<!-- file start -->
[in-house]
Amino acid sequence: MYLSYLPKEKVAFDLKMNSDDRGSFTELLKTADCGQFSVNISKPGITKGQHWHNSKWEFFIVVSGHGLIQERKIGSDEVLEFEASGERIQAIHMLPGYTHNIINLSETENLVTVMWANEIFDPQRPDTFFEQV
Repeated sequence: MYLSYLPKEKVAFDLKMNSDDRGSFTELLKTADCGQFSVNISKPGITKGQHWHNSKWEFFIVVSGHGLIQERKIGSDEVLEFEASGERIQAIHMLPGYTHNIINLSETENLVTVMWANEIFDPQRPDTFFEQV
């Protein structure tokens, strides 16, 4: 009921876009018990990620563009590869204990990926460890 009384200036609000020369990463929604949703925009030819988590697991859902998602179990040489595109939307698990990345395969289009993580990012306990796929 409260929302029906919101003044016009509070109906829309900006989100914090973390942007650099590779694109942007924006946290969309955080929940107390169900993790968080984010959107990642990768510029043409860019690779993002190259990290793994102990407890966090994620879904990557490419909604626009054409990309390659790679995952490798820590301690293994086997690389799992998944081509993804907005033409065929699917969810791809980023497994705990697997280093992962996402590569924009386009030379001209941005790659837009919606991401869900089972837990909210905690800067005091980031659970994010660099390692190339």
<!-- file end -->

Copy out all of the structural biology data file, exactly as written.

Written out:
[in-house]
Amino acid sequence: MYLSYLPKEKVAFDLKMNSDDRGSFTELLKTADCGQFSVNISKPGITKGQHWHNSKWEFFIVVSGHGLIQERKIGSDEVLEFEASGERIQAIHMLPGYTHNIINLSETENLVTVMWANEIFDPQRPDTFFEQV
Repeated sequence: MYLSYLPKEKVAFDLKMNSDDRGSFTELLKTADCGQFSVNISKPGITKGQHWHNSKWEFFIVVSGHGLIQERKIGSDEVLEFEASGERIQAIHMLPGYTHNIINLSETENLVTVMWANEIFDPQRPDTFFEQV
């Protein structure tokens, strides 16, 4: 009921876009018990990620563009590869204990990926460890 009384200036609000020369990463929604949703925009030819988590697991859902998602179990040489595109939307698990990345395969289009993580990012306990796929 409260929302029906919101003044016009509070109906829309900006989100914090973390942007650099590779694109942007924006946290969309955080929940107390169900993790968080984010959107990642990768510029043409860019690779993002190259990290793994102990407890966090994620879904990557490419909604626009054409990309390659790679995952490798820590301690293994086997690389799992998944081509993804907005033409065929699917969810791809980023497994705990697997280093992962996402590569924009386009030379001209941005790659837009919606991401869900089972837990909210905690800067005091980031659970994010660099390692190339």